Purpose: To assess the relationship between flat-water tests and canoe slalom performance on 4 different grades of water terrain difficulty. Methods: Nineteen elite canoe slalom athletes racing in category K1 men (n = 7), K1 women (n = 5), or C1 men (n = 7) completed flat-water tests: (1) a sprint with a turn to the preferred side, (2) a sprint with a turn to the nonpreferred side, (3) a sprint with a turn to both sides, and (4) a 12 × 15-m all-out shuttle test. Canoe slalom performance was measured in competitions with 4 different grades of water terrain difficulty. Results: There were relationships between 12 × 15-m all-out shuttle test and performance across different water terrain grades (P < .001; r = .706–.871)); however, the magnitude of the relationship decreased with increasing water terrain grade difficulty. Similar trends were observed for the sprint with a turn to the preferred side (r = .588–.884), sprint with a turn to the nonpreferred side (r = .544–.864), and sprint with a turn to both sides (r = .638–.909). In addition, small to moderate differences were observed between preferred and nonpreferred side in K1 women (P = .050, ES = 0.37), K1 men (P = .019, ES = 0.66), and C1 men (P = .003, ES = 0.69). Conclusion: The novel battery of flatwater tests can be used to measure the performance-related physical fitness of canoe slalom athletes. Sprint with a turn to the preferred side and sprint with a turn to the nonpreferred side can also be used to assess the imbalance between an athlete’s preferred and nonpreferred side. Accordingly, to our findings, practitioners could consider adapting the training program in preparation for important competitions specifically to water terrain difficulty grades where these competitions will be organized.

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Teun van Erp, Taco van der Hoorn, Marco J.M. Hoozemans, Carl Foster, and Jos J. de Koning

Purpose: To determine if workload and seasonal periods (preseason vs in season) are associated with the incidence of injuries and illnesses in female professional cyclists. Methods: Session rating of perceived exertion was used to quantify internal workload and was collected from 15 professional female cyclists, from 33 athlete seasons. One week (acute) workload, 4 weeks (chronic) workload, and 3 acute:chronic workload models were analyzed. Two workload models are based on moving averages of the ratios, the acute:chronic workload ratio (ACWR), and the ACWR uncoupled (ACWRuncoup). The difference between both is the chronic load; in ACWR, the acute load is part of the chronic load, and in ACWRuncoup, the acute and chronic load are uncoupled. The third workload model is based on exponentially weighted moving averages of the ratios. In addition, the athlete season is divided into the preseason and in season. Results: Generalized estimating equations analysis was used to assess the associations between the workload ratios and the occurrence of injuries and illnesses. High values of acute workload (P = .048), ACWR (P = .02), ACWRuncoup (P = .02), exponentially weighted moving averages of the ratios (P = .01), and the in season (P = .0001) are significantly associated with the occurrence of injury. No significant associations were found between the workload models, the seasonal periods, and the occurrence of illnesses. Conclusions: These findings suggest the importance of monitoring workload and workload ratios in female professional cyclists to lower the risk of injuries and therefore improve their performances. Furthermore, these results indicate that, in the preseason, additional stressors occur, which could lead to an increased risk of injuries.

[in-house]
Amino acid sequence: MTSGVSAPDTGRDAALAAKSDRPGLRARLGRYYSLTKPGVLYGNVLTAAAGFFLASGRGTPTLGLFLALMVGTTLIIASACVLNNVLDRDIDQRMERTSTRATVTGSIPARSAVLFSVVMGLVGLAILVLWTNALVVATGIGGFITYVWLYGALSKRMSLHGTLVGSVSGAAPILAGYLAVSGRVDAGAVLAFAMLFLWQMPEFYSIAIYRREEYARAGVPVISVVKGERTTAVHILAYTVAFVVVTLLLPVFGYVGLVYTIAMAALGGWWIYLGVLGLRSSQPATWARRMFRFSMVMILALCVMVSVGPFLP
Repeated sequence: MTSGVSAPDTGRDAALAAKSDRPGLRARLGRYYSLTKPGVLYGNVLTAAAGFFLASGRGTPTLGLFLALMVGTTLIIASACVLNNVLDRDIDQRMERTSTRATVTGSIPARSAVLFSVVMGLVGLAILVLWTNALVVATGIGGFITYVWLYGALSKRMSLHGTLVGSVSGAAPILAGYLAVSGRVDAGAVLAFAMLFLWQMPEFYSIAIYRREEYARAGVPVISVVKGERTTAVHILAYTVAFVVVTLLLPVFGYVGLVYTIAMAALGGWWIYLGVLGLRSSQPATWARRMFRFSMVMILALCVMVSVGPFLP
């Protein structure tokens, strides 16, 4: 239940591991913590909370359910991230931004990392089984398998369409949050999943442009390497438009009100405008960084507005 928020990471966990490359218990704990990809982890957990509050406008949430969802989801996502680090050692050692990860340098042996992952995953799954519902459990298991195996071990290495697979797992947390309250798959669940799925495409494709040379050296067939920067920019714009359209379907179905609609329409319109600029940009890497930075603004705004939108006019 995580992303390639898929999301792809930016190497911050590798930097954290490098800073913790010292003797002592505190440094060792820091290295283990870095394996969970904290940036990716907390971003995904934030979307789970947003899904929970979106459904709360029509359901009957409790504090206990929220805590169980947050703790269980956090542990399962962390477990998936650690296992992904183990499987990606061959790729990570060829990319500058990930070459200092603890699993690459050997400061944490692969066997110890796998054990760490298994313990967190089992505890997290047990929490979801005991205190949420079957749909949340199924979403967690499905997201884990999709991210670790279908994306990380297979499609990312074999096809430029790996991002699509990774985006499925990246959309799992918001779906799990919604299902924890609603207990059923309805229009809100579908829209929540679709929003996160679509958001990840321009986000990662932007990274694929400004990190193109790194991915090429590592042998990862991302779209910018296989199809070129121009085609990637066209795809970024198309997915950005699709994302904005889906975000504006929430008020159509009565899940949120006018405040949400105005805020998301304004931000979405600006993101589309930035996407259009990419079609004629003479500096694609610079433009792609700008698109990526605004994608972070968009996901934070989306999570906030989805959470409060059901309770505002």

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Cassandra Iannucci and Melissa Parker

The past decade has seen an increased focus on student voice in physical education; yet, the majority reflects the thoughts, feelings, and experiences of agency of secondary-level students. It has been suggested that the perspectives and experiences of students in primary physical education remain largely absent from the literature. Therefore, the purpose of this review was to answer the question “what peer-reviewed data on student voice in primary physical education was published between January 1990 and March 2020?” This article provides a map of 89 articles that accessed student voice in primary physical education. Conclusions highlight a need for democratic possibilities for primary students to engage and contribute to their physical education learning experiences as well as a continued exploration of the implementation and impact of authentic methods of accessing and responding to student voice in primary physical education.